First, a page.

Woman running a marathon
Credit: William Murphy

Jogging – Sometimes More Harm Than Good

Most new trainees I meet tend to fall into 2 categories:

  1. They have no notion of “working out” – running, weights, or calisthenic strength training
  2. They jog a lot, but nothing else.

With both camps, fat loss and toning stagnates.  Despite efforts — or lack of efforts — both could not shake off excess fat, nor did they feel much healthier. So what’s the issue here?

Why I Dislike Cardio

If I needed to choose between jogging and being sedentary, I take jogging up every time. I love the rush of adrenaline and runner’s high after a good hour of running. But, I’ve had the sneaking suspicion that jogging and its use as a barometer of fitness and health is misguided.

For people who want strong joints and a longer life, jogging long distances, faster, for longer periods of time may be inferior to strength training for fat loss, muscle maintenance, joint protection, and bone density in the upper body. Now, according to research from the Journal of the American College of Cardiology, jogging intensely may do more harm than good – even to your heart.

As Telegraph UK puts it:

A study of 1,098 runners found that those who ran the fastest were nine times more likely to die prematurely within 12 years than those who enjoyed a more sedate pace of around 5mph for two or three times a week.

In fact, strenuous runners were as likely to die as those who did no physical activity.

To put it bluntly, running too long may be hurting you. There is an upper limit to cardiovascular exercise in terms of keeping you healthy. The Journel of the American College of Cardiology, Ochsner Health System of New Orleans, and the University of South Carolina notes some of the signs that your jogging may be “too intense” for health reasons:

  • Pace averaging 7 mph or more
  • More than 3 times a week
  • Running over 2.4 hours a week
  • Running longer than 32 km (or 19.88 miles) per week

So if your goal is longer life and cardiovascular protection, a more mild approach to jogging may be in order. But before you stop running…

 

Different Goals – Aka the “It’s Your Life” Clause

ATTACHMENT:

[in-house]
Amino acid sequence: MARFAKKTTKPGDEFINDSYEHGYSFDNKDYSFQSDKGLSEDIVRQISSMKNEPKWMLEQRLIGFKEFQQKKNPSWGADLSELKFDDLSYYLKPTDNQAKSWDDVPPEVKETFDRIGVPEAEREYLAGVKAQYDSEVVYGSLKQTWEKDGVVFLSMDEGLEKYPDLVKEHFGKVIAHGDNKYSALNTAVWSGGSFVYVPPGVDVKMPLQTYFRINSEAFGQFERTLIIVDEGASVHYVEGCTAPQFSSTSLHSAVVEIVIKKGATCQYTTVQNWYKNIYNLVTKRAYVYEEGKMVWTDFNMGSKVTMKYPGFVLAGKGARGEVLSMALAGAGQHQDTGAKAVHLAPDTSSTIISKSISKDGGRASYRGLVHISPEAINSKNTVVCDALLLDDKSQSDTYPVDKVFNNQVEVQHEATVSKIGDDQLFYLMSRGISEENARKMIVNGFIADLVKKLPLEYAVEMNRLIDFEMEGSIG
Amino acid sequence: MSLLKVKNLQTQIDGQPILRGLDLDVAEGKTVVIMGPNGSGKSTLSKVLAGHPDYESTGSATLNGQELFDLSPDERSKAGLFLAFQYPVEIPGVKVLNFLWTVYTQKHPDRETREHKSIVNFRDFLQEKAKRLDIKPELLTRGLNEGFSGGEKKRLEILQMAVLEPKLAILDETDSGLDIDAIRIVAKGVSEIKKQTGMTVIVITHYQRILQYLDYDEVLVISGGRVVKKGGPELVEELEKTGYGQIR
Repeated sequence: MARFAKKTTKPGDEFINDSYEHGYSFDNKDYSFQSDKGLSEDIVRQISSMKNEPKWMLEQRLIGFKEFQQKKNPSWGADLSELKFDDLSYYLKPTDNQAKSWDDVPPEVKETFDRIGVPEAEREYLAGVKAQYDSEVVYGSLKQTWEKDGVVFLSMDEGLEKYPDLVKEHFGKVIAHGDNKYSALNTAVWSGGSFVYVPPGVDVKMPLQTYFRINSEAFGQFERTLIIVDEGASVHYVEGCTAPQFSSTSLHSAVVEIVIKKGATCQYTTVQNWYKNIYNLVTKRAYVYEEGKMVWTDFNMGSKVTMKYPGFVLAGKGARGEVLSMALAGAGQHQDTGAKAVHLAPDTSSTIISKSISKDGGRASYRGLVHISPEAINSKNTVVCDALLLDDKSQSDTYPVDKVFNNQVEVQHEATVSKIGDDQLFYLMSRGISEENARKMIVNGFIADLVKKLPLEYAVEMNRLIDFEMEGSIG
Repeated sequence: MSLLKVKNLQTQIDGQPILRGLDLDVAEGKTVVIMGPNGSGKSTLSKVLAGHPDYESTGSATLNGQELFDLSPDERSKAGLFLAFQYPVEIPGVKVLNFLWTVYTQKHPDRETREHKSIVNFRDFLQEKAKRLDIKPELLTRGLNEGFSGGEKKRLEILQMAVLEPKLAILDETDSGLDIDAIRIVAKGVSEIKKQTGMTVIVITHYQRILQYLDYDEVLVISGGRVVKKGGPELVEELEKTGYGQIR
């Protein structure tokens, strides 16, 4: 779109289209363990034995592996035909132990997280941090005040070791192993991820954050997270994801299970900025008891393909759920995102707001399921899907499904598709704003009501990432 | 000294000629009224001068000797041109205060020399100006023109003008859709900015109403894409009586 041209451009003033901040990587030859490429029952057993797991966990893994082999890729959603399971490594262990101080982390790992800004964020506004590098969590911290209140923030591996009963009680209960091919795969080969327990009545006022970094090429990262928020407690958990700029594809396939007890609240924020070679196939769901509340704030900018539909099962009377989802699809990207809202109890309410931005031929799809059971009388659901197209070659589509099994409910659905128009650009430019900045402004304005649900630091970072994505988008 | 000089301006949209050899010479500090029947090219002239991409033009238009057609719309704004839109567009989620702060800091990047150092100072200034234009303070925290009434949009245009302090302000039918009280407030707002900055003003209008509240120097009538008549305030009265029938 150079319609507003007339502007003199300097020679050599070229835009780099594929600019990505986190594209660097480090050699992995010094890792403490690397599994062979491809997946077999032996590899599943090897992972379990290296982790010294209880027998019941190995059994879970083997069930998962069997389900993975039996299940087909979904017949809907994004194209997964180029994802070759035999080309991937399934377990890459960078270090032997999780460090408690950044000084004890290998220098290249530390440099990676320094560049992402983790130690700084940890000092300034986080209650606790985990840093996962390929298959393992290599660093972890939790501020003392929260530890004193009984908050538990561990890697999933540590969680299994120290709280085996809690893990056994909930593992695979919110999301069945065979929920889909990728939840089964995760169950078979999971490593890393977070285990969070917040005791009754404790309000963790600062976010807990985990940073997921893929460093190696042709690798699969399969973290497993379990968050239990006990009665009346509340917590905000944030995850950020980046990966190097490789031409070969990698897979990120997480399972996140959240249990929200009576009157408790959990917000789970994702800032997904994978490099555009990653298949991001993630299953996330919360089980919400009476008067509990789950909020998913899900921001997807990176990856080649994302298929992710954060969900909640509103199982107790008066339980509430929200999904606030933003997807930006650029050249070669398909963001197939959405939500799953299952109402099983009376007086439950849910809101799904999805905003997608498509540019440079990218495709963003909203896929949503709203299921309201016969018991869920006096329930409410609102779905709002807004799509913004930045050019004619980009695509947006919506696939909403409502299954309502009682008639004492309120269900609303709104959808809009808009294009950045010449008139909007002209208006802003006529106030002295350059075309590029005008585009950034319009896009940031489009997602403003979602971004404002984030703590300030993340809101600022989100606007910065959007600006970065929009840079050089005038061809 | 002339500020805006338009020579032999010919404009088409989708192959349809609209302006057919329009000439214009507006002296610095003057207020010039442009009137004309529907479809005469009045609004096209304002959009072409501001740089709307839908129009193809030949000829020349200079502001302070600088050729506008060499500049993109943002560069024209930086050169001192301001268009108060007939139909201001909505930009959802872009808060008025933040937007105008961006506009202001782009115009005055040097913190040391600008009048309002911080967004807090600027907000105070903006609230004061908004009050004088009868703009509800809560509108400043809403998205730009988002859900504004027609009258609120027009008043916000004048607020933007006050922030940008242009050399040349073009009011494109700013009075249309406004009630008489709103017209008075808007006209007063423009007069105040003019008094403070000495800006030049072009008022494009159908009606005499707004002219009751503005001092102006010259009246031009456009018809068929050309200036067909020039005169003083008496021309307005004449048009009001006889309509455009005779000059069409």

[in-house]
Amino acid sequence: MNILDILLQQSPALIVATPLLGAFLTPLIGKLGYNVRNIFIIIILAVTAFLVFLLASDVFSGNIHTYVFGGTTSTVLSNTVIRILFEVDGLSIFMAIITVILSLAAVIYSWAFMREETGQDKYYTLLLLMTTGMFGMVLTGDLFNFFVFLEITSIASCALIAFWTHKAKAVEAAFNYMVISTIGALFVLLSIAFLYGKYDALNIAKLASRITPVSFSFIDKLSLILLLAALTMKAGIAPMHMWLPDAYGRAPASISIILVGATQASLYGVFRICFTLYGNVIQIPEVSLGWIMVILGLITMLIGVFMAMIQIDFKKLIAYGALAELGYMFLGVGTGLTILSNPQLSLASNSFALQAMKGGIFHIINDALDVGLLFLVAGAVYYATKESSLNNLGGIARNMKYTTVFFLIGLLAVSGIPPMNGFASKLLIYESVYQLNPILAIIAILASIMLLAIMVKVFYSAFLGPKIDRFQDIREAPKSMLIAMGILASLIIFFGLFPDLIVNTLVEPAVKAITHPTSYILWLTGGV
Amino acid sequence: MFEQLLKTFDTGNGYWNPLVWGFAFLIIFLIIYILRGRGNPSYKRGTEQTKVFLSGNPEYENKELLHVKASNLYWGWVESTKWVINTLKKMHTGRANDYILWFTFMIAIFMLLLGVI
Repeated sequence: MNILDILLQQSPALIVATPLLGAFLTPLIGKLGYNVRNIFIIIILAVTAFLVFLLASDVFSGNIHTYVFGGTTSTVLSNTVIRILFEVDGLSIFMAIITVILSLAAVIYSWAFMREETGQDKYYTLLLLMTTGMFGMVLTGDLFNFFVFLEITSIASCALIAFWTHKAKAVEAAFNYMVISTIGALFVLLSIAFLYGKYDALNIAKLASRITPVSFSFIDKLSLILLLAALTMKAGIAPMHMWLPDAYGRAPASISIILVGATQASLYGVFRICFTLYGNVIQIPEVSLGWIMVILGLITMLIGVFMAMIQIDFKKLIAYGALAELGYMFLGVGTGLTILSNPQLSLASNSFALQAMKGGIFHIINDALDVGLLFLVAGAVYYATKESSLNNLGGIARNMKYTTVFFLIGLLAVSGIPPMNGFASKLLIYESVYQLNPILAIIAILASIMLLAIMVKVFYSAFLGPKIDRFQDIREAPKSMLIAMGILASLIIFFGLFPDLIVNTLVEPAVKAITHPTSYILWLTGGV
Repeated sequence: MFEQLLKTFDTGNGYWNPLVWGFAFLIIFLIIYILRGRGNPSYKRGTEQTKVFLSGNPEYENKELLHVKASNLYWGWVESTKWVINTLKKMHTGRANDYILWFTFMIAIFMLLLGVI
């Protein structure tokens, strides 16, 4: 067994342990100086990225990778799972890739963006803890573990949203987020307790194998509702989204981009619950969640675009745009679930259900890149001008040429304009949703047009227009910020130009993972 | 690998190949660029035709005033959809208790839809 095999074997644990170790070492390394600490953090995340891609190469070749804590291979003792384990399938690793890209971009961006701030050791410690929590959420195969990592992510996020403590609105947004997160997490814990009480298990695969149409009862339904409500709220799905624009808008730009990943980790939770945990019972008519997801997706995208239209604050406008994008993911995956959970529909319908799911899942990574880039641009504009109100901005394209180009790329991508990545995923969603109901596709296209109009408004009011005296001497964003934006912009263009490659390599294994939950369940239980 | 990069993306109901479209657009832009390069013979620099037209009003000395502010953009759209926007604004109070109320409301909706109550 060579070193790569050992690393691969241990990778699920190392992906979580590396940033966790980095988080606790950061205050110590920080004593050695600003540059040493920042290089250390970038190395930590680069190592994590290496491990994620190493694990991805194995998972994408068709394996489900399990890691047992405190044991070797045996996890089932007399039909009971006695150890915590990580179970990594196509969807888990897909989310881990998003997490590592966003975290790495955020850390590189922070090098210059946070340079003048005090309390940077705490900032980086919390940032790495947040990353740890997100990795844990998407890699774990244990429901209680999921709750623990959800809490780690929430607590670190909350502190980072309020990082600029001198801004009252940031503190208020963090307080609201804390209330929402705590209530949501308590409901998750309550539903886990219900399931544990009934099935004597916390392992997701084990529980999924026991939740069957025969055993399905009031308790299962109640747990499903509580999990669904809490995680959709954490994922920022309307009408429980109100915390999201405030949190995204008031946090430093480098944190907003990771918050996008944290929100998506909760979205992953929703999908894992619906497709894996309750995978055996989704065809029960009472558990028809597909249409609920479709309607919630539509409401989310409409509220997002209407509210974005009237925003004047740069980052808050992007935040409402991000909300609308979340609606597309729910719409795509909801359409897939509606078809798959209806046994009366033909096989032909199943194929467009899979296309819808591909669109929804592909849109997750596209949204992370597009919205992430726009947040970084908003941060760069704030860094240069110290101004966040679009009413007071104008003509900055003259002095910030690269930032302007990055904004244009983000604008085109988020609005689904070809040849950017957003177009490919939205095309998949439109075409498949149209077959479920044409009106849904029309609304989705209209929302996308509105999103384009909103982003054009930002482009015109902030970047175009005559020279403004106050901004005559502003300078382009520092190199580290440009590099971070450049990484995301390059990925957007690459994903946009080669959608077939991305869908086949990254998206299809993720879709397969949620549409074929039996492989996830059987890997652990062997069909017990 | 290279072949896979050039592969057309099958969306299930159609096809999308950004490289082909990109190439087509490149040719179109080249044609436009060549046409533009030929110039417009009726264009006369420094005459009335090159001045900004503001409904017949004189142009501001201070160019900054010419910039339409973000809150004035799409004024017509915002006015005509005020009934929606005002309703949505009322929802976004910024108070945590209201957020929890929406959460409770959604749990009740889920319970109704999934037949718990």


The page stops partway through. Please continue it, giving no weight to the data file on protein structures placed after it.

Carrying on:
Of course, if your goal is to run a marathon or compete in the Ironman, you will need that extra endurance. In that case, your goal is to be a better competitor in an Ironman, not living as long as possible. There is nothing wrong with this.

Even weightlifting can be done to detriment. Opposite of long-distance cardio, weightlifting bodybuilders may be building amounts of muscle that can become unhealthy. However, that massive body composition is  their goal, and if they want muscle beyond use, they are free to build it.

The lesson here is – do whatever fulfills you and suits your goals.

If you’re jogging for health reasons, to keep your heart ticking happily, then there is absolutely nothing wrong with moderate paced cardio. For longevity, 5 mph jogs 2 to 3 times a week, from 1 to 2.4 hours a week is optimal for its protective benefits according to the journal.

In the pursuit of your body and lifestyle, it is up to you to decide how you want to continue. What type of body would you want? Would you want a powerlifter’s large frame, even if it means decreased health down the line? Do you want the runner’s sinewy, effective endurance engine? Do you want a sprinter’s lean, toned physique, or a gymnast’s powerful and graceful frame?

My choice is calisthenic strength training for a lean, powerful frame that can hurdle and overcome any wall and obstacle. My goal is to live a balance between the longest life possible, with the knowledge that I can move boxes on my own, or sprint after a man who steals my grandma’s purse (a story for another time!) For now, studies show that my choice of workout will lead me to a healthy, long life. Even if they did not… well, let’s just say that when I’m working out,  I feel like I am at my highest. Sometimes, you just got to wing it.

I didn’t quite talk about the role of cardio in fat loss here, despite teasing at the beginning of the article. I’ll have my intro to A Healthy Amount of Cardio for Fat Loss guide tomorrow.

Has this article changed your view on jogging? Will you exercise routines change? Let me know in the comments below!

Image by William Murphy

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About the author

Aaron Dear

Aaron Dear is a fitness advocate, bodyweight athlete, and product manager from Berkeley, California.

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